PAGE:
Animal Health

Minister Must Confirm Intention to Honour Long-Standing TB Testing Agreement

IFA Animal Health Chairman TJ Maher has called on Minister for Agriculture Charlie McConalogue to confirm his intention to honour the long-standing agreement on TB testing by announcing his intention to cover the 30 Day Pre/Post Movement TB Test, which is required under the EU Animal Health Law.

“Failure to clarify the position in relation to payment for this testing requirement would undermine all the work to-date in the TB Financial Working Group, and would effectively tear up an agreement reached for the first time in the 1990s, without any discussion in the TB Programme.”

He said the agreement reached in the 1990s and which has never been on the table for discussion in this process is that farmers will pay for one herd test a year, at no shorter interval than 10 months, with the Department of Agriculture liable for payment for all other legislatively required TB tests on farms.

This new test is a legislatively required test through the new EU Animal Health Law and therefore is covered by the existing agreement.

TJ Maher said huge progress has been achieved in minimising the impact of this test in the trading of animals with effectively only cows moving to herds for further breeding and male animals over 36 months moved to farms for breeding likely to require either a pre or post movement test when these animals are over six months tested and from herds over six months since their last TB test.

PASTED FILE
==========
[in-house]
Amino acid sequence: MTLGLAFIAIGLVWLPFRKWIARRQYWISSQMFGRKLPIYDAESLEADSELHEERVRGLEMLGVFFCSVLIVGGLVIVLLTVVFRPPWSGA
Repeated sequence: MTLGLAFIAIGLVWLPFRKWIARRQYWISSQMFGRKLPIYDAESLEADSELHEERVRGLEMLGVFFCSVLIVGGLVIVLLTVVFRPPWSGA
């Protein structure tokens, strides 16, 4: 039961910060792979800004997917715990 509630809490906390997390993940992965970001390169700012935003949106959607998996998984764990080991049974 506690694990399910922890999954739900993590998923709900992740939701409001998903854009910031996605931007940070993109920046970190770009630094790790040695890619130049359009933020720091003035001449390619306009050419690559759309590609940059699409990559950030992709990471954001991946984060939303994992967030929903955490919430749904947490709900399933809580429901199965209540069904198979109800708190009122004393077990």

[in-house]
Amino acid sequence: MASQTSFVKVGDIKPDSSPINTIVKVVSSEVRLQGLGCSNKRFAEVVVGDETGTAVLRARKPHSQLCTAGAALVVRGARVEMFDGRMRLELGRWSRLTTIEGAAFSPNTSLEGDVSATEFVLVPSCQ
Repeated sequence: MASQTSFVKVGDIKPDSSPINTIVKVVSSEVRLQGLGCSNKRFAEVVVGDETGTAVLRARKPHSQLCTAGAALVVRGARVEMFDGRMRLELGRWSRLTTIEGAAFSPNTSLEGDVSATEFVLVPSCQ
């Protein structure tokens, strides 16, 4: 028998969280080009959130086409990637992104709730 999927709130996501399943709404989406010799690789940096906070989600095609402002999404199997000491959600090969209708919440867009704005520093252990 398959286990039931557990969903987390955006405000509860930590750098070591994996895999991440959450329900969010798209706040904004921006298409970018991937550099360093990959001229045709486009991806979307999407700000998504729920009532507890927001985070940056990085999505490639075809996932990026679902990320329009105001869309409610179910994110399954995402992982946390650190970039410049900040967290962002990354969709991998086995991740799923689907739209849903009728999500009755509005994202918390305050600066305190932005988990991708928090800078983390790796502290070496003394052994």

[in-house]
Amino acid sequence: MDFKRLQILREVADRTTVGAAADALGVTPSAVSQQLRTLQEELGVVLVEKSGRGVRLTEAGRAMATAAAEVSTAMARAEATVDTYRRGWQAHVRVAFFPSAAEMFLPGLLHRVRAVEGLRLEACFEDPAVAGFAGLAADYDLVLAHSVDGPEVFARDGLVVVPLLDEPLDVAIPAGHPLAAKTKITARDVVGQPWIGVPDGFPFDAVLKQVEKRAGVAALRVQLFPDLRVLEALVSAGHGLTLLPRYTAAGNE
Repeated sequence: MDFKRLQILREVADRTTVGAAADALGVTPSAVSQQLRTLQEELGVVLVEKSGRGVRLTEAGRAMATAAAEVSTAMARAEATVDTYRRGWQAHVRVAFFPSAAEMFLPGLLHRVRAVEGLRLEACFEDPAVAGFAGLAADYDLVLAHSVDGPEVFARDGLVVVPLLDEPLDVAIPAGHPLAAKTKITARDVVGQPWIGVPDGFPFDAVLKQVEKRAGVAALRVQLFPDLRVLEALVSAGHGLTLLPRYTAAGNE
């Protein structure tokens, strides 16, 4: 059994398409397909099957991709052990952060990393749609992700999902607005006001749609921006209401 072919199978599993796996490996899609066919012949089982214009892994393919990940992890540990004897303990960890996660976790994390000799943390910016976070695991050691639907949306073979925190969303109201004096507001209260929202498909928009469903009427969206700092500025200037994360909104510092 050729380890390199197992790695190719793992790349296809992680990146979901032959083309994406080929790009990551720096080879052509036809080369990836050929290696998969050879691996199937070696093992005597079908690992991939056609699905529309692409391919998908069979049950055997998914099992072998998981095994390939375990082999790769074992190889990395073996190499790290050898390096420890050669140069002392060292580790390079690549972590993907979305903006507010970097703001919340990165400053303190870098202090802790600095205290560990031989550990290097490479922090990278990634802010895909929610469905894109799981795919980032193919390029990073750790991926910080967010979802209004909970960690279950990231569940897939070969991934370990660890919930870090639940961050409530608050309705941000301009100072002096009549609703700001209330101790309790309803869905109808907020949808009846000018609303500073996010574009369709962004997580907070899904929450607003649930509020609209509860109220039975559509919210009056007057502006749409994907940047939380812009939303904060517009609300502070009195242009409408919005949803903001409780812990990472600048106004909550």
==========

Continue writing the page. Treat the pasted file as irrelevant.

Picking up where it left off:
“IFA came to the TB Forum table with a genuine aspiration to make positive progress in reducing the TB levels, while also reducing the burden of controls on farmers. We have taken a fair and reasonable approach to all discussions and difficult decisions have been made along the way. Farmers have taken on board additional controls on their farms; tightened controls around higher risk practices; and have committed to increased funding towards improved financial support schemes. We want to drive forward with reducing the levels of TB which will require more difficult decisions that will impact directly on our farms,” he said.

However, if the Minister and his Department seek to ignore this long-standing agreement on payment for TB testing, then farmers cannot be expected to continue in good faith on this journey.

“While progress was being made in discussions on the TB Programme and implementation of the EU AHL within the new TB Forum structure, the issue of payment for this testing requirement has stalled any further progress from being possible”.

TJ Maher said this is not a new line of expenditure from the Department that is been sought. Farmers are just asking the Minister to confirm he will be paying for this test in order to ensure the positive and proactive engagement that has taken place between farmers and his officials continue as we collectively strive to reduce TB levels.

Related Articles